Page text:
Monday, 26 September 2022

AWS, Azure or Google: Which cloud should you choose?

During the pandemic many organisations committed serious resources to the cloud for the first time. So which is the right cloud provider for your organisation?

Cloud computing thrived during the pandemic. Many organisations committed serious resources to the cloud for the first time. Now, as the dust settles, it’s time to ask: which is the right cloud provider for your organisation?

In 2021, the global cloud computing market was worth some $64.3 billion. That was up from $50.4 billion in 2020. This amazing growth has, in part, been accelerated by the pandemic and the rush to enable remote and hybrid working.

Many organisations around the world saw the benefits of cloud computing first-hand for the first time: the easier facilitation of remote working arrangements; the ability to provision devices and services remotely; the ease of maintenance and patching; the improved monitoring and logging.

Having proved the concept, these organisations are now looking to the cloud to help them to drive further digital transformation.

We’ve seen how digital early adopters were better placed to weather the pandemic. Now, many organisations want to push forward with further digital transformation to ready themselves for the next disruption and to drive greater competitiveness.

This cloudwards movement now raises the question: which cloud is right for your organisation?

AWS, Microsoft and Google: The big three cloud vendors

The three big US cloud providers are: AWS, Microsoft and Google.

According to recent Statista figures for Q1 2022(1), AWS continues to lead the market. It has done so since it first came on the scene in 2006. Currently, AWS accounts for 33 percent of the global cloud market.

Microsoft has been making steady gains in market share, especially since Satya Nadella took over with a “cloud first” approach. Microsoft’s Azure cloud now accounts for around 21 percent of the global cloud market. This is up from 13 percent in 2017 – which shows Microsoft’s successful growth in this space over the last five years.

Google’s cloud offering is very much the third-place player in terms of market share. It accounts for eight percent of the global cloud market.

All three vendors offer similar capabilities around compute, storage and networking. All offer self-service and instant provisioning, autoscaling, security and identity management features. However, there are some key differences between them.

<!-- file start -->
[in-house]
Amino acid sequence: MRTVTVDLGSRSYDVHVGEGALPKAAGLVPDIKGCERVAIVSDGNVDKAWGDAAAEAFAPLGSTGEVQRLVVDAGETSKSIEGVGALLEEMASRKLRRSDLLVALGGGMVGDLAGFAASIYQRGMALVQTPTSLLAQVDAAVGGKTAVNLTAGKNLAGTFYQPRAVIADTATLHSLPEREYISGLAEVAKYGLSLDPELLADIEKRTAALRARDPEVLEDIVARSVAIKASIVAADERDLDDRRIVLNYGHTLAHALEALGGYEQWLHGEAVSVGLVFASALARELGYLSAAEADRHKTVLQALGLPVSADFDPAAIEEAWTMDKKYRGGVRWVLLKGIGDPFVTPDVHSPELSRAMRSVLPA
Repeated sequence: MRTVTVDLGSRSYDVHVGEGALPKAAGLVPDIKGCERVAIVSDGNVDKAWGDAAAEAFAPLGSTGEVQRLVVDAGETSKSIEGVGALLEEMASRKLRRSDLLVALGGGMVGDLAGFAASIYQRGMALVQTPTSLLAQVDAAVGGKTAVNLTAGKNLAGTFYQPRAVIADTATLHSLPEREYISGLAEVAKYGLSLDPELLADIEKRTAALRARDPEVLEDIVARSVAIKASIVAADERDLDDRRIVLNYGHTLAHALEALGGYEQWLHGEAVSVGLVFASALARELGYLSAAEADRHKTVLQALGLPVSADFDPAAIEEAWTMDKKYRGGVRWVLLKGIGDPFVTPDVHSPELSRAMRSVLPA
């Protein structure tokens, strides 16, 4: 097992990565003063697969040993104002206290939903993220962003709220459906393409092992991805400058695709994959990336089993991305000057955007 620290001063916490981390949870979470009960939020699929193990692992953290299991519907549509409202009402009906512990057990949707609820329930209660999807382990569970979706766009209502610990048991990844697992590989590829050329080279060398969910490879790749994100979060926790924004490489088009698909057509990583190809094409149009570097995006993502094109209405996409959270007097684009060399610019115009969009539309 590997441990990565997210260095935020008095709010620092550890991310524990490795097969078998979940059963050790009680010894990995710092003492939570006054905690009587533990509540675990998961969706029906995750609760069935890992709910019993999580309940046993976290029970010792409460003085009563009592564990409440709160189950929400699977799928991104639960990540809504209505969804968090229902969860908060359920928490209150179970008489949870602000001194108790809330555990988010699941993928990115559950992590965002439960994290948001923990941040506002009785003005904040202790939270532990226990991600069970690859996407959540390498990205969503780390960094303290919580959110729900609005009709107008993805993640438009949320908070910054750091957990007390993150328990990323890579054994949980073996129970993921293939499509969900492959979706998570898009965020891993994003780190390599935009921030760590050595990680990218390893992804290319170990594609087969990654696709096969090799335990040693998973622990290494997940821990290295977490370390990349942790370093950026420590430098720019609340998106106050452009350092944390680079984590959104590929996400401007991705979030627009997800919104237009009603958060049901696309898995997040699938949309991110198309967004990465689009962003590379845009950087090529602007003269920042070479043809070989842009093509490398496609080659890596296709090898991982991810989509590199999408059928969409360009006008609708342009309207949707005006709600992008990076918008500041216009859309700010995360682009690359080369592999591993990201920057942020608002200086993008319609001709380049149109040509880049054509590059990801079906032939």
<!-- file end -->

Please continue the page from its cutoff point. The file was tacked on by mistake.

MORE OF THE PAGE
Which cloud is right? About AWS

AWS has the advantage of being the first to market and its share of the market continues to reflect this. The breadth and depth of its offering is a key draw. It offers more than 175 cloud tools for its platform and services, including for compute, storage, database, analytics, networking, mobile, developer tools, management tools, IoT, security and enterprise applications. AWS Marketplace also has a large number of third-party software services.

However, this strength is also a drawback, especially for smaller firms and firms with less experience in the cloud. It can be difficult to navigate – both in terms of choosing from the large number of different features on offer and in terms of understanding the metrics around pricing to optimise spend. Building the specialist skills required in-house can be a challenge.

The other area in which AWS falls behind is in its hybrid offering. Although the company launched Outposts in 2018, it’s playing catch-up in this space and its hybrid offering doesn’t match up to the options for operating hybrid cloud deployments offered by Microsoft.

Which cloud is right? About Microsoft Azure

Understanding Microsoft’s share of the public cloud market is a little bit more complicated than the IaaS and PaaS offerings of AWS and Google. Since Microsoft 365, Dynamics 365 and Microsoft Teams all run in the Azure cloud, you don’t have to be consuming Azure as pure IaaS or PaaS to be an Azure customer.